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Mercer: Lots of Legislators Have More Budget Experience Than Noem

Governor Kristi Noem probably doesn’t want to talk to reporter Bob Mercer because of his subtle but merciless fact-checking. Check out how, without saying, “Noem is full of crap,” Mercer demonstrates that Noem is indeed full of crap when she attempts to characterize the Legislature as a bunch of spend-happy newbies:

Noem somewhat addressed state government’s budget in an October 27 weekly column that called attention to the fact that “51 of the 105 members of our legislature have only been serving since 2020…These legislators are used to having huge revenues and surpluses to spend on whatever they want. They have not had to do what more and more families across America are having to do – stick to a tight budget.”

The 18 senators and representatives on the Legislature’s Appropriations Committee oversee state government’s budget.…

The committee’s co-chairs are Republican Senator Jean Hunhoff, whose 23 years of service so far make Hunhoff the Legislature’s longest-serving current member, and Republican Representative Mike Derby, whose nine years are equal to the time that Noem was a legislator and governor.

Many others on the committee are Republican legislative veterans such as Jim Bolin (15 years), Ryan Maher (15 years), Ernie Otten (11 years), Dean Wink, (11 years), John Wiik (nine years), Larry Zikmund (nine years), Chris Karr (seven years), Jack Kolbeck (seven years) and John Mills (seven years).

None has a reputation as a big spender. To the contrary, Karr led the effort in the 2023 session to reduce the state sales and use tax rate to 4.2% from 4.5%, with Maher as the measure’s lead Senate sponsor. Noem had wanted to instead repeal the state sales and use tax on most food items, an idea that she had featured in her 2022 re-election campaign, but the Legislature backed Karr’s bill. Lawmakers took a cautious approach to Karr’s proposal, amending it so it expires on June 30, 2027. Karr plans to ask the Legislature to make the cut permanent, an approach that Noem now supports.

Another member of the Appropriations Committee is Tony Venhuizen, a first-term lawmaker who arguably has deeper experience in state government than Noem. Venhuizen previously spent more than a decade in top executive branch positions, including four-plus years as chief of staff for Noem’s predecessor, Governor Dennis Daugaard, and time in Noem’s administration as a senior advisor and as her chief of staff [Bob Mercer, “Secrecy Surrounds Noem’s Budget Recommendations,” KELO-TV, 2023.12.03].

Hunhoff, Derby, Bolin, Maher, Venhuizen—these legislators aren’t distracted by frequent out-of-state flights and Fox News appearances. These legislators have helped write more state budgets than Kristi Noem has ever paid attention to. They’ve legislated through flush years and flat years. They are all part of the generation-spanning Republican establishment that has mired South Dakota in chronic economic underperformance, but they are most definitely not the out-of-touch rookie cash-bleeders that Noem is trying to play as foils to her experienced fiscal conservative act.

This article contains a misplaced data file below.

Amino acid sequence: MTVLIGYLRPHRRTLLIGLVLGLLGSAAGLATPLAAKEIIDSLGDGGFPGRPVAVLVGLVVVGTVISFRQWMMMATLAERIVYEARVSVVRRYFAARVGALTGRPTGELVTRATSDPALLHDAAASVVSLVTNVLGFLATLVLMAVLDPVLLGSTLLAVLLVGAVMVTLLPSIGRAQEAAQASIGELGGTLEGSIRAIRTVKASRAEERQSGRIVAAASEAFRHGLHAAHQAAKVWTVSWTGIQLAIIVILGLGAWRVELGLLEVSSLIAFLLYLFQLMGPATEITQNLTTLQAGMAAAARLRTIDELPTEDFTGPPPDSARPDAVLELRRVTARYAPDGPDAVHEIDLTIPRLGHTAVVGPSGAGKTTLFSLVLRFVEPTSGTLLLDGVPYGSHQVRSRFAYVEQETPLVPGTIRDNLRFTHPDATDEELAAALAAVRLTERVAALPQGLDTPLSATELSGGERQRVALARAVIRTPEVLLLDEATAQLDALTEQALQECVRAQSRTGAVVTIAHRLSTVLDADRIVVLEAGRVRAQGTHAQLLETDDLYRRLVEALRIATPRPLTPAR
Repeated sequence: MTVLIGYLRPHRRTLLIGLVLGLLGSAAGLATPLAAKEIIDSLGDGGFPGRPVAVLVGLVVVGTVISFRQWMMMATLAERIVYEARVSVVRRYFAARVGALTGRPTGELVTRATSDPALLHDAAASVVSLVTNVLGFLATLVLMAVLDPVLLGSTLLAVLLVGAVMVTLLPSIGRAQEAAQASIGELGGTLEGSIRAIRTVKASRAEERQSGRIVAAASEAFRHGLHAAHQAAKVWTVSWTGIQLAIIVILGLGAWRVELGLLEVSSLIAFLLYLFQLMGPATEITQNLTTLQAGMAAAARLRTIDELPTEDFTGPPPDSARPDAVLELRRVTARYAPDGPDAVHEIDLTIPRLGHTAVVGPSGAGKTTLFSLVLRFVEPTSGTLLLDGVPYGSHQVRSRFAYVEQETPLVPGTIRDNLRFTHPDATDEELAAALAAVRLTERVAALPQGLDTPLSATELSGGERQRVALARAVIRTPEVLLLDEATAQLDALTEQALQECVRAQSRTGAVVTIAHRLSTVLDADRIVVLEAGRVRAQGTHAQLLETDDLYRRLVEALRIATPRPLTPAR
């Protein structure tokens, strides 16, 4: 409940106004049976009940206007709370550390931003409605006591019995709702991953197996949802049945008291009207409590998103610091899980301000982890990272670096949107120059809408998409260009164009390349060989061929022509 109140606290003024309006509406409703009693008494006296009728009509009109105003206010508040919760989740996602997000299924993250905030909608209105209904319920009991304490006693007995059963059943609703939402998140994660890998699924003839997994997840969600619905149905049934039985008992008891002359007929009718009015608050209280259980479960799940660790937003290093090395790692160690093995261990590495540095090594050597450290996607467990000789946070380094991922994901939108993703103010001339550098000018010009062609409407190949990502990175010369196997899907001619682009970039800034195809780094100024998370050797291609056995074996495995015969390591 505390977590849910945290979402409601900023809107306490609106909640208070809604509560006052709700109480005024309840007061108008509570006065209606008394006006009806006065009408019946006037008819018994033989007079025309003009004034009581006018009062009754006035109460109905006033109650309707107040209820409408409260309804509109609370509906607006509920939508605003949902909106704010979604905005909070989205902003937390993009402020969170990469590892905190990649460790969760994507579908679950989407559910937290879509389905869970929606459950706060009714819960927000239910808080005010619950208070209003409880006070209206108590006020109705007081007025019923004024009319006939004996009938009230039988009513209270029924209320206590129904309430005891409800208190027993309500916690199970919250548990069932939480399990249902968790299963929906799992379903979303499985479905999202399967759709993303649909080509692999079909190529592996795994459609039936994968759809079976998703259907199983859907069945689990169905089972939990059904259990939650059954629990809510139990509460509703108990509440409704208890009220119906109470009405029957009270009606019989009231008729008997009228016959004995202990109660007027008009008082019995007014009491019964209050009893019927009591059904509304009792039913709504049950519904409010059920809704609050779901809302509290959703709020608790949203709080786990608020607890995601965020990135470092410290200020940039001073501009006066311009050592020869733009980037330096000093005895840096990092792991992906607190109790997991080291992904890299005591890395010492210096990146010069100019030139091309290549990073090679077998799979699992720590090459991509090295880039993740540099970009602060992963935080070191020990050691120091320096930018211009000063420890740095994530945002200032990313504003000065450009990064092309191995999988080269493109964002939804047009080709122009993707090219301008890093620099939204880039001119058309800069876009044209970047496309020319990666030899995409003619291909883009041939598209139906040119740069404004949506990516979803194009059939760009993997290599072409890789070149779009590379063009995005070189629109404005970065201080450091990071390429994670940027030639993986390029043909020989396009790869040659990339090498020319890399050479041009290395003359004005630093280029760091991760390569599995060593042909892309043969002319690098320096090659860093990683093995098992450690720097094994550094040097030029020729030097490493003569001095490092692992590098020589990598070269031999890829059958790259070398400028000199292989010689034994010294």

And having Bob Mercer remind her of that is a sure ticket to extending the Governor’s press embargo against Mercer and KELO-TV.


  1. larry kurtz 2023-12-05 08:37

    Cory’s “generation-spanning Republican establishment that has mired South Dakota in chronic economic underperformance” is an understatement worthy of quoting.

  2. e platypus onion 2023-12-05 08:43

    Noem’s a liar. Who knew, except,for her many admirers who refuse to see the truth.

  3. O 2023-12-05 08:50

    If Governor Noem really talked to people, she would find that although many have “had to do what more and more families across America are having to do – stick to a tight budget,” they also have had to get additional jobs to provide for the basic needs they have. There is only so much going without people are capable of.

    I believe it was was the true fiscal conservatives in the Senate and House that wanted to slow the discussion on tax cuts, knowing that the federal tap would be turning off. Part of why SD will have to tighten the budget is self-inflicted: to save individuals a few dollars a year in tax relief. People who understand budgets — both now and a year ago — know how small, even unnoticed tax cuts have YUGE implications on state budgets.

    I would also add the House Speaker and Senate President Pro Tem know their way around a state budget as they lead their caucus.

  4. larry kurtz 2023-12-05 16:21

    Wyoming is pretty famous for an aphorism that goes something like, “when the boom comes again we promise not to piss it away” but South Dakota doesn’t really have radical economic cycles so price increases are flatter generally and state revenues suffer because of it. Is that freedom or just blockheadedness?

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